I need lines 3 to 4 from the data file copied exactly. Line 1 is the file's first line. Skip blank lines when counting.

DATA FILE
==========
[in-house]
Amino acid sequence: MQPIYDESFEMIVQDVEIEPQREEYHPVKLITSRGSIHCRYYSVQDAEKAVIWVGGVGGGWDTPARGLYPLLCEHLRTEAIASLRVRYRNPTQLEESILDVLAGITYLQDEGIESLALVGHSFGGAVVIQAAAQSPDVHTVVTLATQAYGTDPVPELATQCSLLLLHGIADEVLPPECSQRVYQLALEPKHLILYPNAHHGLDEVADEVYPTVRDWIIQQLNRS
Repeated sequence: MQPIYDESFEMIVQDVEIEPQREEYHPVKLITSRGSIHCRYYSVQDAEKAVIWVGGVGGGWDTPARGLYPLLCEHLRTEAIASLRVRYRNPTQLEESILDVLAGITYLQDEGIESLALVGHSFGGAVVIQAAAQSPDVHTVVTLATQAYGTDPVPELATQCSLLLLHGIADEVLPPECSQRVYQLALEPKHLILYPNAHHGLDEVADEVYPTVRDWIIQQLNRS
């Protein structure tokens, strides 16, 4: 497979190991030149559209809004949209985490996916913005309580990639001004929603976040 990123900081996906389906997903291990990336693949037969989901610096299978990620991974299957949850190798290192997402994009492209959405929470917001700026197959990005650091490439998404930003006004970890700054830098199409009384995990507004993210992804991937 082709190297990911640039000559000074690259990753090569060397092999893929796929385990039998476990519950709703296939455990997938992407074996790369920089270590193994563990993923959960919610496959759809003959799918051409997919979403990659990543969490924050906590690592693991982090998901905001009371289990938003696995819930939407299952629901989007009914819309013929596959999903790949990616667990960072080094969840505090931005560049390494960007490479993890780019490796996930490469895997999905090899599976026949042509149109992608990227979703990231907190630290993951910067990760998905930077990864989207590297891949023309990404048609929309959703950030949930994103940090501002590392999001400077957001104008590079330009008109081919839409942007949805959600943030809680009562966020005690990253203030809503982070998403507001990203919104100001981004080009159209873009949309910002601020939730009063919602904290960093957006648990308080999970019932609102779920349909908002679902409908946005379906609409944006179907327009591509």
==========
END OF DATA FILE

Repeated sequence: MQPIYDESFEMIVQDVEIEPQREEYHPVKLITSRGSIHCRYYSVQDAEKAVIWVGGVGGGWDTPARGLYPLLCEHLRTEAIASLRVRYRNPTQLEESILDVLAGITYLQDEGIESLALVGHSFGGAVVIQAAAQSPDVHTVVTLATQAYGTDPVPELATQCSLLLLHGIADEVLPPECSQRVYQLALEPKHLILYPNAHHGLDEVADEVYPTVRDWIIQQLNRS
């Protein structure tokens, strides 16, 4: 497979190991030149559209809004949209985490996916913005309580990639001004929603976040 990123900081996906389906997903291990990336693949037969989901610096299978990620991974299957949850190798290192997402994009492209959405929470917001700026197959990005650091490439998404930003006004970890700054830098199409009384995990507004993210992804991937 082709190297990911640039000559000074690259990753090569060397092999893929796929385990039998476990519950709703296939455990997938992407074996790369920089270590193994563990993923959960919610496959759809003959799918051409997919979403990659990543969490924050906590690592693991982090998901905001009371289990938003696995819930939407299952629901989007009914819309013929596959999903790949990616667990960072080094969840505090931005560049390494960007490479993890780019490796996930490469895997999905090899599976026949042509149109992608990227979703990231907190630290993951910067990760998905930077990864989207590297891949023309990404048609929309959703950030949930994103940090501002590392999001400077957001104008590079330009008109081919839409942007949805959600943030809680009562966020005690990253203030809503982070998403507001990203919104100001981004080009159209873009949309910002601020939730009063919602904290960093957006648990308080999970019932609102779920349909908002679902409908946005379906609409944006179907327009591509």